EATONTON—Members of the United Nuwaubian Nation of Moors appear to have left the land the group occupied in rural Putnam County and in Athens.
Friday, no members of the Nuwaubian group could be seen at the group’s 476-acre compound on Ga. 142 near Shady Dale. Members of the sect disappeared, probably Wednesday, and left behind their collection of monuments, faux pyramids, totem poles and some cats and fish.
As many as 500 people lived on the property at the compound’s peak in 1999, said Putnam Sheriff Howard Sills, but fewer than 50 had been living there recently.
“Most folks in Putnam County don’t even know they’re gone,” said Deputy Sheriff Richard Herren. “But I bet when they find out, a lot of people will want to come out here [and] look.”
The leader of the sect, Dwight “Malachi” York, was sentenced in April to 135 years in prison for racketeering and child molestation.
After his sentencing, a dispute arose over whether York owned the Putnam County farm and a $750,000 home in Athens.
Both now are in the hands of the U.S. Marshals Service after a federal judge ordered them turned over to the government. “There was a forfeiture of property and the marshals service took it over,” U.S. Attorney Max Woods said.
Red, white and blue “No Trespassing” signs were posted on both properties last week.
The faux stucco buildings and monuments looked like giant papier-maché creations crumbling in the heat and humidity.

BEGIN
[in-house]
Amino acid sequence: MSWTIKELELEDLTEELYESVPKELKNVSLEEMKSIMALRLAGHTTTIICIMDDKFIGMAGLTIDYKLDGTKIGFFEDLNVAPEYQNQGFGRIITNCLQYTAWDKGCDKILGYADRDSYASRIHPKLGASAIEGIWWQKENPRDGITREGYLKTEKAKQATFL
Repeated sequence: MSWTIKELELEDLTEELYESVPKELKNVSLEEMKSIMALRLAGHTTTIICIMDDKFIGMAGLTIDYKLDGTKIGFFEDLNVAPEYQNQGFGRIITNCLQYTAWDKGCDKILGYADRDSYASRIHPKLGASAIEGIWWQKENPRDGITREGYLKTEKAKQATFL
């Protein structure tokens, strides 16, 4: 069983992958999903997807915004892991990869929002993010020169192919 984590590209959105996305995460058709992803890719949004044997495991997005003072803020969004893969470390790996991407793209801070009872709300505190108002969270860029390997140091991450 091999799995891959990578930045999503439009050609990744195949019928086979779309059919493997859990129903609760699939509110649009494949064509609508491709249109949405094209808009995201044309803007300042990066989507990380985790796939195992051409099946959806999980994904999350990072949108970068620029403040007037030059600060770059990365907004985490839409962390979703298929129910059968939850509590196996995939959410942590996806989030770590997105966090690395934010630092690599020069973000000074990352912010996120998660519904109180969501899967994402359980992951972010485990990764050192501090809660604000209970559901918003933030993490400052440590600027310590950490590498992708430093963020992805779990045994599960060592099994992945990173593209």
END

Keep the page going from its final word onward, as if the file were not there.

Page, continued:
“The whole place, like York himself, was nothing but a facade,” Sills said. “You can see that now. They sort of destroyed some things. It’s a surreal environment with junk, clothes scattered around and statues about to fall down.”
U.S. District Judge Ashley Royal will decide this Friday whether to order a new trial for York, Sills said. An attorney from New York, Jonathan Marks, now is listed as York’s attorney of record. Sills said York has used 13 different attorneys since he was arrested almost two years ago.
“He’s changed attorneys often,” Woods said. “It is my understanding that the hearing is still set. We are ready to go.”
Friday afternoon, officers from the Putnam County Animal Control office were at the property rescuing cats. Workers also were draining a decorative pond and collecting the fish.
Sills has posted officers at the property while work is being done.
A barricade prevents vehicles from entering the former dairy farm.
Sills said the property has been assessed at nearly $1 million, “but I could go to the bank now, get a million, buy it and then sell it for a nice profit. It’s pretty land and, really, only about 19 acres are developed.”